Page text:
I’m Kinda A Do-Gooder

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Here’s a little fact I haven’t really revealed on Broken Penguins before: I’m a do-gooder at heart. Once upon a time, I thought I would become a social worker so I could help make someone’s life just a little easier. But as luck would have it, I went into PR instead but still ended working in nonprofits.

I currently work at an organization which does amazing work in and around the realm of home health care. I also recently met up with an instructor at Seneca College in Toronto who is heading a new social media program.

senecasomeIf you’re looking to work and volunteer for a cause, having the skills to use social media professionally is extremely helpful. For those of you in the Toronto-area looking for a legitimate, recognized college program that will lead you into a social media specialist career — check out Seneca SoMe.

It’s a post-grad run by Seneca College and it’s the first accredited program of its kind. Yes, you really can get paid to be on Facebook and Twitter all day — but you better be damn good at it and this program can get you there.

You see, it’s not enough to want to “do good”. You have to do it well.

For those of you looking to hire a social media professional for a nonprofit, check out my article in NonprofitMarCommunity.

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The Fear of Math

There’s a popular NYTimes op’ed titled “Is Algebra Necessary?” which questions the need for kids to learn advanced math. The author cites that failing algebra is a large reason why many students drop out of high school and post-secondary school. Moreover, algebra is not really required for most jobs or liberal arts studies.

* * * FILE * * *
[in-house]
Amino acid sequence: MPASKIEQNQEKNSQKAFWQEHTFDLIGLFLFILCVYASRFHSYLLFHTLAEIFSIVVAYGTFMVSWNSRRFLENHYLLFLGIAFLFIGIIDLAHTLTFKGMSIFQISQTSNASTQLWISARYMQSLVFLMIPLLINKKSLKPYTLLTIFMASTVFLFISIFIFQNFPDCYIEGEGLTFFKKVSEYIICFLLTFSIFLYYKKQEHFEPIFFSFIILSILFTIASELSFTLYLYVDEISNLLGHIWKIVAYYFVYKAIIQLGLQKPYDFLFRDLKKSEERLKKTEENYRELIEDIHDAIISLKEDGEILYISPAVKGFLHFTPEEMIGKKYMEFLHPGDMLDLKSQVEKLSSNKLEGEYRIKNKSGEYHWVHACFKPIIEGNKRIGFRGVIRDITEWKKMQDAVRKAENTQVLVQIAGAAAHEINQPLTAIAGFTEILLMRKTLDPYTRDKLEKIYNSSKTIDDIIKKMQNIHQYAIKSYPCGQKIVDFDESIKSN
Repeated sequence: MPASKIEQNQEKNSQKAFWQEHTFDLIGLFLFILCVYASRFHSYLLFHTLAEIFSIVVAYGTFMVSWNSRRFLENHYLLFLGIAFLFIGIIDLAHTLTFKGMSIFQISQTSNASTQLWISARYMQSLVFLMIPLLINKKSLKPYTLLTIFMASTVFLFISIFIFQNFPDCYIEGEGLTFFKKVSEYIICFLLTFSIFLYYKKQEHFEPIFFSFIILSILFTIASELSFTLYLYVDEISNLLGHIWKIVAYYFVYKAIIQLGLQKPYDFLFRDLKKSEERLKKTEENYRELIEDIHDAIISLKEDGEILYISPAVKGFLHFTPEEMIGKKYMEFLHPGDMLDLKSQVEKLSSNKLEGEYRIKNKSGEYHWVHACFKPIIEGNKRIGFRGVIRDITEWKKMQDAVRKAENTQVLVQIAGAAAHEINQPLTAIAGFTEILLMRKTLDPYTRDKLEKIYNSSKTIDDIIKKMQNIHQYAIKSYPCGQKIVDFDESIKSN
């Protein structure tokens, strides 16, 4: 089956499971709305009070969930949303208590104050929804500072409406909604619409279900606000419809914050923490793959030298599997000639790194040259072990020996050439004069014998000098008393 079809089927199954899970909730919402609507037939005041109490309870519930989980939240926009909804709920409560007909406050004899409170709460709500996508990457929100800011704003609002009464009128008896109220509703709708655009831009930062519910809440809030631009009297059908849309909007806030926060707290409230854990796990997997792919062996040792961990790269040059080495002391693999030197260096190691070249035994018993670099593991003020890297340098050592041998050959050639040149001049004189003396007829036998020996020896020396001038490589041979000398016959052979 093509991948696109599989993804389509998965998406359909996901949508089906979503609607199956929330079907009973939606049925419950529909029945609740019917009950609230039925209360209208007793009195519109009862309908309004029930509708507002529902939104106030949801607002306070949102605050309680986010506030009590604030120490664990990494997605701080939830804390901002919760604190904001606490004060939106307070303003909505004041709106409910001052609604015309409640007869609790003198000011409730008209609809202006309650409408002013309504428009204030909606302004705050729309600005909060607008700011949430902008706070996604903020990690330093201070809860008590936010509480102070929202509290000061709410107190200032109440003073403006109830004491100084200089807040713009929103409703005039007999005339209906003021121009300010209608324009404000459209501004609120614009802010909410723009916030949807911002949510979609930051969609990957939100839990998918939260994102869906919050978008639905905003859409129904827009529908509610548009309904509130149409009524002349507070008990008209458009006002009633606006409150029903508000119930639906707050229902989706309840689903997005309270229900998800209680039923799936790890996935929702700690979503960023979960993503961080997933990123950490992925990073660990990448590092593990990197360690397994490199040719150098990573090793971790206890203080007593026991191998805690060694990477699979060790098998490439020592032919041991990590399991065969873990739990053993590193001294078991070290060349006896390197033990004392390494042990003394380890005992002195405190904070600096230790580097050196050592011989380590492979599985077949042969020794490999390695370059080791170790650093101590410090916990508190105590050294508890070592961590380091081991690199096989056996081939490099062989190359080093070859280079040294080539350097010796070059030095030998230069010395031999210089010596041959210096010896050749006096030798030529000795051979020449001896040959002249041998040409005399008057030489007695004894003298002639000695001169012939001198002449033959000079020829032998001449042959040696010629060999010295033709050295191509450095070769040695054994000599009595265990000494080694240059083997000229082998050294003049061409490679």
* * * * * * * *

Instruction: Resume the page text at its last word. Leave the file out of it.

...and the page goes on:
This is the wrong idea.

Don’t get me wrong. I hate math with a passion – mainly because I’m absolutely petrified of it. The fear of math is so common, it has a name: number anxiety. In high school calculus, I started panicking before I finished reading equations. Once, my father, a computer programmer, spent hours outside the bathroom door trying to coax me out while I bawled my eyes out after he tried to teach me basic algebra. They enrolled me in Kumon where I learned the art of cheating.

In North America, we are taught to fear math. We are told that math is the sport of geniuses and the rest of us mere mortals should be very afraid. In Asia, kids are taught that anyone can do math with practice and on average, they do better.

But over here, the fear transfers from parents to teachers to kids to popular culture. There’s a similar problem in the African-American community with swimming. Parents who don’t swim are afraid that their kids will drown so they don’t enroll them in swimming lessons. But kids who can’t swim are at the highest risk for drowning. We can’t keep kids from learning advanced math simply because we’re afraid they will fail – doing so discourages them from ever succeeding.

You know what else is really, really difficult? Learning a second language. Floating on your back. Asking for a raise.

None of those things seemed all the difficult once you figured it out. None of these things seem particularly useful until one day, when it was suddenly crucial. Given the number of doctors, engineers and developers we need, we should be encouraging kids to embrace the difficulty of math like any other subject instead of perpetuating the fear.

P.S. I still suck at math but my Asia-raised parents say that I’m not so bad – I just never gave it a chance.

Here’s more proof that we’re afraid of math via Internet memes (and even more of them on my Pinterest board):

Photo credits: pics.livejournal.comiwastesomuchtime.comimgfave.com & lolsotrue.com